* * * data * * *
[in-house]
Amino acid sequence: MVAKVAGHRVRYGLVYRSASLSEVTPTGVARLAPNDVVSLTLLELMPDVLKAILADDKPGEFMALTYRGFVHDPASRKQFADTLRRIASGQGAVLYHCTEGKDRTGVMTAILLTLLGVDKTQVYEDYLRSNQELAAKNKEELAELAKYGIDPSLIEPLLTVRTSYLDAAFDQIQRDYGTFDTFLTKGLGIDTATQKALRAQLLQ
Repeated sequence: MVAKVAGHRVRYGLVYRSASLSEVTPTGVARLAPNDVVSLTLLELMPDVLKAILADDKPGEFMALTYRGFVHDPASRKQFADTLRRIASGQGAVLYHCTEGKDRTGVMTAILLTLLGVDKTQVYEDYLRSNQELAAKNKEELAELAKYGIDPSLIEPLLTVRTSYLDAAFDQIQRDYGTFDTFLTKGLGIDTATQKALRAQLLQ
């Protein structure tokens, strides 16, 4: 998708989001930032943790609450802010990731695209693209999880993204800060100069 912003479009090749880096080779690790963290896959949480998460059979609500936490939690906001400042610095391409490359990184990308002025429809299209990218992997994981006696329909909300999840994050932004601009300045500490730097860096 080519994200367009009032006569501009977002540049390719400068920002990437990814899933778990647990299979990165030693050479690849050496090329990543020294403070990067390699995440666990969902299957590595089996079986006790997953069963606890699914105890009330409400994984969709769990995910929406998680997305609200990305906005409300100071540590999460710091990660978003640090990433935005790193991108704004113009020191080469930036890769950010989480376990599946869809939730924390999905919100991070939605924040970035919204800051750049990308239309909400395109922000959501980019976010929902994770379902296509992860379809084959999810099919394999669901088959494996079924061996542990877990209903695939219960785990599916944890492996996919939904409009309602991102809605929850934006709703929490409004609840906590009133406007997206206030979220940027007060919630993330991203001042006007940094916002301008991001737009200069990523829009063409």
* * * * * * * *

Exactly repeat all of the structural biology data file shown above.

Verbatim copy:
[in-house]
Amino acid sequence: MVAKVAGHRVRYGLVYRSASLSEVTPTGVARLAPNDVVSLTLLELMPDVLKAILADDKPGEFMALTYRGFVHDPASRKQFADTLRRIASGQGAVLYHCTEGKDRTGVMTAILLTLLGVDKTQVYEDYLRSNQELAAKNKEELAELAKYGIDPSLIEPLLTVRTSYLDAAFDQIQRDYGTFDTFLTKGLGIDTATQKALRAQLLQ
Repeated sequence: MVAKVAGHRVRYGLVYRSASLSEVTPTGVARLAPNDVVSLTLLELMPDVLKAILADDKPGEFMALTYRGFVHDPASRKQFADTLRRIASGQGAVLYHCTEGKDRTGVMTAILLTLLGVDKTQVYEDYLRSNQELAAKNKEELAELAKYGIDPSLIEPLLTVRTSYLDAAFDQIQRDYGTFDTFLTKGLGIDTATQKALRAQLLQ
């Protein structure tokens, strides 16, 4: 998708989001930032943790609450802010990731695209693209999880993204800060100069 912003479009090749880096080779690790963290896959949480998460059979609500936490939690906001400042610095391409490359990184990308002025429809299209990218992997994981006696329909909300999840994050932004601009300045500490730097860096 080519994200367009009032006569501009977002540049390719400068920002990437990814899933778990647990299979990165030693050479690849050496090329990543020294403070990067390699995440666990969902299957590595089996079986006790997953069963606890699914105890009330409400994984969709769990995910929406998680997305609200990305906005409300100071540590999460710091990660978003640090990433935005790193991108704004113009020191080469930036890769950010989480376990599946869809939730924390999905919100991070939605924040970035919204800051750049990308239309909400395109922000959501980019976010929902994770379902296509992860379809084959999810099919394999669901088959494996079924061996542990877990209903695939219960785990599916944890492996996919939904409009309602991102809605929850934006709703929490409004609840906590009133406007997206206030979220940027007060919630993330991203001042006007940094916002301008991001737009200069990523829009063409």